About one-third of all graduating high school seniors used the Common App to apply to college in 2018-19, yet almost 25% didn’t submit a single application they started, according to an academic report from researchers at the Annenberg Institute at Brown University.
University of Wisconsin-Madison assistant professor Taylor Odle and Preston Magouirk, chief data officer of the DC College Access Program, pulled administrative records from one of the most widely used college applications to discover the main friction points for students in the application process.
Odle and Magouirk suggest the report’s insight can help K12 and higher education leaders pinpoint which students need more intensive support to develop college-going behaviors and which sections of the application are the most significant impediments.
“Our findings suggest that efforts to simply get students to the college application stage are insufficient; the form itself and the actions required to apply still represent a significant and unequal barrier that cause a sizable population of college-interested students to not apply,” Odle and Magouirk wrote.
The most significant factor distinguishing students who successfully applied to at least one college and those who didn’t (non-submitters) was whether or not they completed the essay portion. Specifically, 94% of students who applied submitted an essay response, compared to 43% of non-submitters.
Another key indicator for a student’s non-submission rate was their lack of focus or intention when applying. For example, 85% of applicants without specific education plans (e.g., attaining an associate, bachelor’s, etc.) were non-submitters. The exact rate stands for those who did not designate a career aspiration. Conversely, applicants who stated their interest in being a scientific researcher, business executive or engineer had less than an 18% chance of being a non-submitter.
Environmental factors affecting Common App submission
The predictability of students following through with the Common App is also based on factors outside their immediate control or action. The authors identified elements within student demographics and the family and community they were part of that caused inhibitions in Common App completion.
Black/African American and Latinx student non-submission rates ran above the 24.4% average, but rates among American Indian/Alaskan Native and Native Hawaiian students ran the highest.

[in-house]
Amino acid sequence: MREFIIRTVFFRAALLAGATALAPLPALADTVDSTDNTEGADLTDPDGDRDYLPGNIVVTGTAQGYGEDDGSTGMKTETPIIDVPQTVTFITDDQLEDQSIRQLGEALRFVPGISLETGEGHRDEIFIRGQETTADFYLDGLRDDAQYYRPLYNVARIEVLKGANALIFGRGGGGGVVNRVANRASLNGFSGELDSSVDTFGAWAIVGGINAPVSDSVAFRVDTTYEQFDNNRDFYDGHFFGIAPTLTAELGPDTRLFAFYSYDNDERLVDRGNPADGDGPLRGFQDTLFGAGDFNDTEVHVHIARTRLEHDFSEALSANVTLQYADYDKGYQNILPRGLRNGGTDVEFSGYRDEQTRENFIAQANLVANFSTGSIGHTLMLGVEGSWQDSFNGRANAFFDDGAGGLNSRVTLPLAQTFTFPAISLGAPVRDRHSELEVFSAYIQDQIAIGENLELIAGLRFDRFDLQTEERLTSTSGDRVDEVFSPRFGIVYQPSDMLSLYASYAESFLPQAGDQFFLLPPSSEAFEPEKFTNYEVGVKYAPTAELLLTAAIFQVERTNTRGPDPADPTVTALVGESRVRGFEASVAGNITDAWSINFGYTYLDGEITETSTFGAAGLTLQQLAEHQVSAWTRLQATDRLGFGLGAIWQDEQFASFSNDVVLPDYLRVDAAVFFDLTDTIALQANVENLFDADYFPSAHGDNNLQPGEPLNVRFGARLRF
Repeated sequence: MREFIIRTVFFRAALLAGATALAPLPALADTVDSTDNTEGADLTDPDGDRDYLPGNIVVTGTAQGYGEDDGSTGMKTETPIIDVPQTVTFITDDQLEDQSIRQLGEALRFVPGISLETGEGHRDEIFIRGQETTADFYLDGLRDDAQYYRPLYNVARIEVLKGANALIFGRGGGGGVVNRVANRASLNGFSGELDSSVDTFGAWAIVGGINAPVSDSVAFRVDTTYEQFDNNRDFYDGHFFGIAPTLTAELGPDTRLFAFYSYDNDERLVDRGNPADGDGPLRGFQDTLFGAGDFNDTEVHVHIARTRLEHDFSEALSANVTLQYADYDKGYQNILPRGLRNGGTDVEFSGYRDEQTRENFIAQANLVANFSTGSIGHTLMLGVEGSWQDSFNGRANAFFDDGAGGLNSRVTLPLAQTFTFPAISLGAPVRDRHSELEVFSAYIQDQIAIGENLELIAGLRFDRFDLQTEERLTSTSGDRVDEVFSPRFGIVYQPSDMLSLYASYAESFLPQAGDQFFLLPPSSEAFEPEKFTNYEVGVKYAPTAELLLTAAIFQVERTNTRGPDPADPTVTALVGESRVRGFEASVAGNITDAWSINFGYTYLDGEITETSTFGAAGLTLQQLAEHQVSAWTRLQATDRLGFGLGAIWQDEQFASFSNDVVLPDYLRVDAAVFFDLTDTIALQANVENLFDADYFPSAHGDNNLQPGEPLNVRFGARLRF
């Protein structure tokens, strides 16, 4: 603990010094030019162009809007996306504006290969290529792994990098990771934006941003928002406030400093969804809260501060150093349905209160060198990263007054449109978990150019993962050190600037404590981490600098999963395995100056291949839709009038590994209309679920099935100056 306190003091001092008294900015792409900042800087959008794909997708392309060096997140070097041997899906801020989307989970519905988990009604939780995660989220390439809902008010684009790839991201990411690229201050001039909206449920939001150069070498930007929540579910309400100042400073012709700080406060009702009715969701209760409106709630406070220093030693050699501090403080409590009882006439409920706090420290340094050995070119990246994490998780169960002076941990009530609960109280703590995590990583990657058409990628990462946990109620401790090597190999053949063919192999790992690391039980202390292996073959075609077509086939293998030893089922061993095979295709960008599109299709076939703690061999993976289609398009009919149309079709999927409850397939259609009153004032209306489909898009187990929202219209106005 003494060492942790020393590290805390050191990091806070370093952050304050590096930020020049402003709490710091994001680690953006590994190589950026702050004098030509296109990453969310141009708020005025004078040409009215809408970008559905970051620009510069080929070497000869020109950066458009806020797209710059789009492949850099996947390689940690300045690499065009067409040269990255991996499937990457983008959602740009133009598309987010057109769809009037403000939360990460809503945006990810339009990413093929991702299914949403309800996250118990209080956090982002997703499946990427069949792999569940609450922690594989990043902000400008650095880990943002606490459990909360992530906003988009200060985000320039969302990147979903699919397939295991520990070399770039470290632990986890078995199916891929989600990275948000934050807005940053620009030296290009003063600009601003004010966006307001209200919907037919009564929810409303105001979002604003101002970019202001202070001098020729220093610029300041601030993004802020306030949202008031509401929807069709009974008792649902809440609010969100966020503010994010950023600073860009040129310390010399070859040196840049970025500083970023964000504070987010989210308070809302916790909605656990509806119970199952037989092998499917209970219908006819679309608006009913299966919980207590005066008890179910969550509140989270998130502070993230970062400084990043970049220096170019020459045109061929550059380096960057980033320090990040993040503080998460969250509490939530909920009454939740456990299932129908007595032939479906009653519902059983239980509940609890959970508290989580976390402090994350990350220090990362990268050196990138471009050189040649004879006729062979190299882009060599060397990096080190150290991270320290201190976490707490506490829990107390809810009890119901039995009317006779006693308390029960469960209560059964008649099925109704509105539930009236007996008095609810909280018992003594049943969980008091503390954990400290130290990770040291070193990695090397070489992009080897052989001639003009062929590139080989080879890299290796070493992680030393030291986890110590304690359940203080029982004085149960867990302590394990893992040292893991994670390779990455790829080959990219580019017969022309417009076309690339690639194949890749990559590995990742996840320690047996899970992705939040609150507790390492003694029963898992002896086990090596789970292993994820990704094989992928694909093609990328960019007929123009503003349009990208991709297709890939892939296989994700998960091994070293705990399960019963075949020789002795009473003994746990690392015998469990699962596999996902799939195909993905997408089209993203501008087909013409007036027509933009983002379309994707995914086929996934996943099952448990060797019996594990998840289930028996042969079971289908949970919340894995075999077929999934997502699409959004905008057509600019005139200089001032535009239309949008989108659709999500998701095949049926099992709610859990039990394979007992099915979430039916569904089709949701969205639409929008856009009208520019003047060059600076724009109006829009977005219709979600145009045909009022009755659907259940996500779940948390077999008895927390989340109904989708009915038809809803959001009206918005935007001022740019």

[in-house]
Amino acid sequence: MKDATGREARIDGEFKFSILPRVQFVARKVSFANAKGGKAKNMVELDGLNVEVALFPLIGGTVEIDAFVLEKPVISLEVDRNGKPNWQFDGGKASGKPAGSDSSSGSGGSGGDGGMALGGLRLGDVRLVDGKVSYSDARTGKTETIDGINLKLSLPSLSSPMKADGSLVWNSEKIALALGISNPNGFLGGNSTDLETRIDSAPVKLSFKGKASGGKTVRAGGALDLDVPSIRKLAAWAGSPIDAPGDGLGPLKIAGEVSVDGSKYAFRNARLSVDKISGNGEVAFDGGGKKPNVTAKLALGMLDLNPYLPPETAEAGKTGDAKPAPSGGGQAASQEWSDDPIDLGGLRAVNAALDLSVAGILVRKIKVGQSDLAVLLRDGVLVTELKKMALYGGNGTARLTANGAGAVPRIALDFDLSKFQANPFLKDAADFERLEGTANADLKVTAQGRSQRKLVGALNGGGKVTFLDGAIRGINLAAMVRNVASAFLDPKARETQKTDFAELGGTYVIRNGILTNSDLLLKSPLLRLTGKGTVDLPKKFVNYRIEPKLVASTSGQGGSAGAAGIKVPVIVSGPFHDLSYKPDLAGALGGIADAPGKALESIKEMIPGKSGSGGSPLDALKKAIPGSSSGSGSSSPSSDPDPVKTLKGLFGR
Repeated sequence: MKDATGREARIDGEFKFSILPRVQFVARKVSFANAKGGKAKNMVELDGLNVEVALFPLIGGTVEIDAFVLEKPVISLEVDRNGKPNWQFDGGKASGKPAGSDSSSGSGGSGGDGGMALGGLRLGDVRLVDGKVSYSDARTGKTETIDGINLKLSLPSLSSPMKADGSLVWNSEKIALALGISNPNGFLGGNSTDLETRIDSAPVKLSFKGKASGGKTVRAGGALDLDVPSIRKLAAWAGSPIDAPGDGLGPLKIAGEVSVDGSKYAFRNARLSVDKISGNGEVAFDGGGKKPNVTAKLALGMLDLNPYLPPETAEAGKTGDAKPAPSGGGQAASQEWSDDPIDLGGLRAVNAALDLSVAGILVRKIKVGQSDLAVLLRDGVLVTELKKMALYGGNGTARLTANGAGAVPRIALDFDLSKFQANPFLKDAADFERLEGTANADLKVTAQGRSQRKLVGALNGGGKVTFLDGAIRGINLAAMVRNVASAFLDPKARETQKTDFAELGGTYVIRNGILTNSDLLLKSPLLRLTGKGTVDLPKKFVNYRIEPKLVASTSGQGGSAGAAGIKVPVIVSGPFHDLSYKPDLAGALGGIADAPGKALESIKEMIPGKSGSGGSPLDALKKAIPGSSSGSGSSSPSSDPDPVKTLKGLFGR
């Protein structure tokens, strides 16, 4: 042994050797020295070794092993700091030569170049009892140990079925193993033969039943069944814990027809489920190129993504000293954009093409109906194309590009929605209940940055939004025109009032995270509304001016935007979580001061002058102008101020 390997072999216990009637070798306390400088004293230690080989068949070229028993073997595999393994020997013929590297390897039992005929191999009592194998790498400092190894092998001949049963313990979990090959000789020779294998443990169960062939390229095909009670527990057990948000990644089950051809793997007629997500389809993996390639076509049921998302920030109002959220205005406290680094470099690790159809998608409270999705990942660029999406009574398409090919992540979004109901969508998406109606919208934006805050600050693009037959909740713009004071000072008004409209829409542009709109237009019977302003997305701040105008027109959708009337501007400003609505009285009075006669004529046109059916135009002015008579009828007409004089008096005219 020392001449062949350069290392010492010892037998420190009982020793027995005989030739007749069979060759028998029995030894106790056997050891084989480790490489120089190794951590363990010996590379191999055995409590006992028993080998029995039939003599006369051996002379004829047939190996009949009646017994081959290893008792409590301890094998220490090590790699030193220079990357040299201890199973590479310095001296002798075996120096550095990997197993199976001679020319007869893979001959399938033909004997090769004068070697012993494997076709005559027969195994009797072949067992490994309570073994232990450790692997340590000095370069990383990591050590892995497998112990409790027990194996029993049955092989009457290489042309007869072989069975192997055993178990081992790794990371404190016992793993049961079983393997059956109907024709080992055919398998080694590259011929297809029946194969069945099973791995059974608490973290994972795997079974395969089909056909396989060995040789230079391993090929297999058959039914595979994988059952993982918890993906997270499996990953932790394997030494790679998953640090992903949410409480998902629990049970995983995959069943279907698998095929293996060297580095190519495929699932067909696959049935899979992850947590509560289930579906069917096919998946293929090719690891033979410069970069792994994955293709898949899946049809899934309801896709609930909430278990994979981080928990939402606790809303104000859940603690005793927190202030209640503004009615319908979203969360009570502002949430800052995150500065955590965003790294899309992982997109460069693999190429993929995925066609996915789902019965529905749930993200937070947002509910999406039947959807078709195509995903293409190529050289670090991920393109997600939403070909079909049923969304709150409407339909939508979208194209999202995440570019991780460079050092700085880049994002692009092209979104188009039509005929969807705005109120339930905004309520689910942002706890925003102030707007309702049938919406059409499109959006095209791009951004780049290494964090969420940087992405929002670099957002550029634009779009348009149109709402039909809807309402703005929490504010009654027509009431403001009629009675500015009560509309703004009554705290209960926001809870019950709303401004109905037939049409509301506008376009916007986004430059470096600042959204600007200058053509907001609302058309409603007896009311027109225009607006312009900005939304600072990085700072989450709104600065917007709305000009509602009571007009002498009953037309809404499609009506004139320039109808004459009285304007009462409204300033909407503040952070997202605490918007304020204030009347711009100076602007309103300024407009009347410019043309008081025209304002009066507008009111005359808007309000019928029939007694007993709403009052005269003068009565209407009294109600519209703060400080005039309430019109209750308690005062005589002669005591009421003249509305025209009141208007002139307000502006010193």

The educational attainment of each student’s family and community led to significant changes in their submission status. Specifically, if both of a student’s parents had at least a bachelor’s degree, there was a 9% higher chance they would apply and an 8% higher chance for at least one parent. At the community level, each additional percentage point increase in the educational attainment rate of the adult population was associated with a 6.1% reduction in the likelihood a student was a non-submitter.
Other societal factors influenced these student outcomes as well. The community median household income for those who successfully applied was $87,500, $8,400 more than the median household income for those who didn’t submit an application. Additionally, as the community unemployment rate incrementally increased, so did the likelihood of Common App non-submission.
How can stakeholders improve college application completion rates?
Of the 1.22 million students who started an application in the 2018-19 academic year, more than 297,000 didn’t submit an application, leading to a 24.4% pool of non-submitters.
Leaders can now pinpoint which student populations are more likely to fall out of applying, so the report suggests developing predictive analytics tools and targeted interventions.
But considering how students who had already created a Common App account in a prior application cycle were 9% more likely to be non-submitters than students applying for their first time, leaders should urge students to apply within their first cycle.
With the essay posing as the largest hurdle for students—more than any specific student, parent or community demographic—leaders must find a way to help students put pen to digital paper. Rick Clark, Georgia Tech’s assistant vice-provost and executive director of undergraduate admission, believes generative AI chatbots can help “democratize” the application process by providing the same essential assistance tools a parent or counselor would in drafting, according to The Guardian.